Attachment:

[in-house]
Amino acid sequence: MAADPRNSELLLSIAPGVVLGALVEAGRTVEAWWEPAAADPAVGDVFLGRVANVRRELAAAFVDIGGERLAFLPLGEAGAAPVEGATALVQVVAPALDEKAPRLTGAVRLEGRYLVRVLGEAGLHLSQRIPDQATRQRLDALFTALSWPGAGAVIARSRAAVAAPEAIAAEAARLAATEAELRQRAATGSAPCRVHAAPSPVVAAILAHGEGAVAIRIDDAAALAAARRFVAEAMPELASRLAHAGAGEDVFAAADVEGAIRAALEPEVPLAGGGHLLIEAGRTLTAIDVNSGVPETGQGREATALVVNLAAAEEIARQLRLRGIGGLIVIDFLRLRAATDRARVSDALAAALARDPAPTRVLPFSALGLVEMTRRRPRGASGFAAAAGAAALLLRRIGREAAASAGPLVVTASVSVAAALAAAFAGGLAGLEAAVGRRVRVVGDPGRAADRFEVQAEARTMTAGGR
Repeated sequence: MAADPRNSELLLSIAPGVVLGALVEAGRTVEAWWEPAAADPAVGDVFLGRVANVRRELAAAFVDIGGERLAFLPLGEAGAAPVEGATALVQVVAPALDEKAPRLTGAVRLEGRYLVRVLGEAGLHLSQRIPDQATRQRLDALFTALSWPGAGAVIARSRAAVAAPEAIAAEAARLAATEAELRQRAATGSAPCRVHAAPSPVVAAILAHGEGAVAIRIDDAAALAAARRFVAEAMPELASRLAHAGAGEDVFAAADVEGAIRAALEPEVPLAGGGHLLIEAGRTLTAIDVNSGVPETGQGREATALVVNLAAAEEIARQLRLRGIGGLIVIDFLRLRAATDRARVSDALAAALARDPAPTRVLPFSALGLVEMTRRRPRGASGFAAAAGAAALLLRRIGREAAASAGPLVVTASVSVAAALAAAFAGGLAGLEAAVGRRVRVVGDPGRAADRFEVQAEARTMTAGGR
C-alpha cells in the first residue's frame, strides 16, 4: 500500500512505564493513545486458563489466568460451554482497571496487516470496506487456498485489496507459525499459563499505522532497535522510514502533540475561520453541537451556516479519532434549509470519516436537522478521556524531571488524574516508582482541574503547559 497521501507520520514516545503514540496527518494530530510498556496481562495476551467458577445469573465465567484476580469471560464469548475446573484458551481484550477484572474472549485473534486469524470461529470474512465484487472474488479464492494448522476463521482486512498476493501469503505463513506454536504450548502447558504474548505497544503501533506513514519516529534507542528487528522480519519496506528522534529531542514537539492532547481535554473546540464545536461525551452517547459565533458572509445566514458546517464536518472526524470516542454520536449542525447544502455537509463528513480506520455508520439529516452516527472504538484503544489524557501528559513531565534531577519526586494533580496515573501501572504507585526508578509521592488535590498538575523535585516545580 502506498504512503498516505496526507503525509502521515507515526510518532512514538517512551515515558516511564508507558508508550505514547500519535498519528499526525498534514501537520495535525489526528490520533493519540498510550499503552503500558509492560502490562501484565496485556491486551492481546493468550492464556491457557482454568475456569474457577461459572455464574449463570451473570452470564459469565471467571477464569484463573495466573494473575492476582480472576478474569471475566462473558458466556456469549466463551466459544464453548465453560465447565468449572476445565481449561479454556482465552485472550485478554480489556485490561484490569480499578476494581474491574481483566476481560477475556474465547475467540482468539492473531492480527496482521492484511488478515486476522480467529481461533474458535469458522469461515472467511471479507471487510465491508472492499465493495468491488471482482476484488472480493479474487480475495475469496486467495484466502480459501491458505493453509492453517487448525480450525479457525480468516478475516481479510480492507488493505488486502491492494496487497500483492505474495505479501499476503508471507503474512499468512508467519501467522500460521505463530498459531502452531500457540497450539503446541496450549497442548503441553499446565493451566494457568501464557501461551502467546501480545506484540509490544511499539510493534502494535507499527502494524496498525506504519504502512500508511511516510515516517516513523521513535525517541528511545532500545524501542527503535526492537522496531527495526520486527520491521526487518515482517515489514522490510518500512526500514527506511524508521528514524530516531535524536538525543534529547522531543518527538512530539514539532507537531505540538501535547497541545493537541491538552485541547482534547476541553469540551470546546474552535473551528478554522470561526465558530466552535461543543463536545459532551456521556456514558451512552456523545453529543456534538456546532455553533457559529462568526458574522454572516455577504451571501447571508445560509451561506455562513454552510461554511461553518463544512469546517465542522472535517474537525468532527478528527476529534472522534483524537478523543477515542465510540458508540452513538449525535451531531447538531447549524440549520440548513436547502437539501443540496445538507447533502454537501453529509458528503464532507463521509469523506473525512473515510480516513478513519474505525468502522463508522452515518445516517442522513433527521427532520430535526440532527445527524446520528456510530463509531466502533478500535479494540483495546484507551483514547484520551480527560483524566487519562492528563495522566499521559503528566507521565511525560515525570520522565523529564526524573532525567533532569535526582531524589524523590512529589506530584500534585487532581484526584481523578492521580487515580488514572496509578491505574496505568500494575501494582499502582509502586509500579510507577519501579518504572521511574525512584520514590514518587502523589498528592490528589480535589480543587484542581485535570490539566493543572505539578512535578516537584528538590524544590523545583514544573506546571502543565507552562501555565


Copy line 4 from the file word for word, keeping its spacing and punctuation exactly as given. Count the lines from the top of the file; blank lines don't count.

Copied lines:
C-alpha cells in the first residue's frame, strides 16, 4: 500500500512505564493513545486458563489466568460451554482497571496487516470496506487456498485489496507459525499459563499505522532497535522510514502533540475561520453541537451556516479519532434549509470519516436537522478521556524531571488524574516508582482541574503547559 497521501507520520514516545503514540496527518494530530510498556496481562495476551467458577445469573465465567484476580469471560464469548475446573484458551481484550477484572474472549485473534486469524470461529470474512465484487472474488479464492494448522476463521482486512498476493501469503505463513506454536504450548502447558504474548505497544503501533506513514519516529534507542528487528522480519519496506528522534529531542514537539492532547481535554473546540464545536461525551452517547459565533458572509445566514458546517464536518472526524470516542454520536449542525447544502455537509463528513480506520455508520439529516452516527472504538484503544489524557501528559513531565534531577519526586494533580496515573501501572504507585526508578509521592488535590498538575523535585516545580 502506498504512503498516505496526507503525509502521515507515526510518532512514538517512551515515558516511564508507558508508550505514547500519535498519528499526525498534514501537520495535525489526528490520533493519540498510550499503552503500558509492560502490562501484565496485556491486551492481546493468550492464556491457557482454568475456569474457577461459572455464574449463570451473570452470564459469565471467571477464569484463573495466573494473575492476582480472576478474569471475566462473558458466556456469549466463551466459544464453548465453560465447565468449572476445565481449561479454556482465552485472550485478554480489556485490561484490569480499578476494581474491574481483566476481560477475556474465547475467540482468539492473531492480527496482521492484511488478515486476522480467529481461533474458535469458522469461515472467511471479507471487510465491508472492499465493495468491488471482482476484488472480493479474487480475495475469496486467495484466502480459501491458505493453509492453517487448525480450525479457525480468516478475516481479510480492507488493505488486502491492494496487497500483492505474495505479501499476503508471507503474512499468512508467519501467522500460521505463530498459531502452531500457540497450539503446541496450549497442548503441553499446565493451566494457568501464557501461551502467546501480545506484540509490544511499539510493534502494535507499527502494524496498525506504519504502512500508511511516510515516517516513523521513535525517541528511545532500545524501542527503535526492537522496531527495526520486527520491521526487518515482517515489514522490510518500512526500514527506511524508521528514524530516531535524536538525543534529547522531543518527538512530539514539532507537531505540538501535547497541545493537541491538552485541547482534547476541553469540551470546546474552535473551528478554522470561526465558530466552535461543543463536545459532551456521556456514558451512552456523545453529543456534538456546532455553533457559529462568526458574522454572516455577504451571501447571508445560509451561506455562513454552510461554511461553518463544512469546517465542522472535517474537525468532527478528527476529534472522534483524537478523543477515542465510540458508540452513538449525535451531531447538531447549524440549520440548513436547502437539501443540496445538507447533502454537501453529509458528503464532507463521509469523506473525512473515510480516513478513519474505525468502522463508522452515518445516517442522513433527521427532520430535526440532527445527524446520528456510530463509531466502533478500535479494540483495546484507551483514547484520551480527560483524566487519562492528563495522566499521559503528566507521565511525560515525570520522565523529564526524573532525567533532569535526582531524589524523590512529589506530584500534585487532581484526584481523578492521580487515580488514572496509578491505574496505568500494575501494582499502582509502586509500579510507577519501579518504572521511574525512584520514590514518587502523589498528592490528589480535589480543587484542581485535570490539566493543572505539578512535578516537584528538590524544590523545583514544573506546571502543565507552562501555565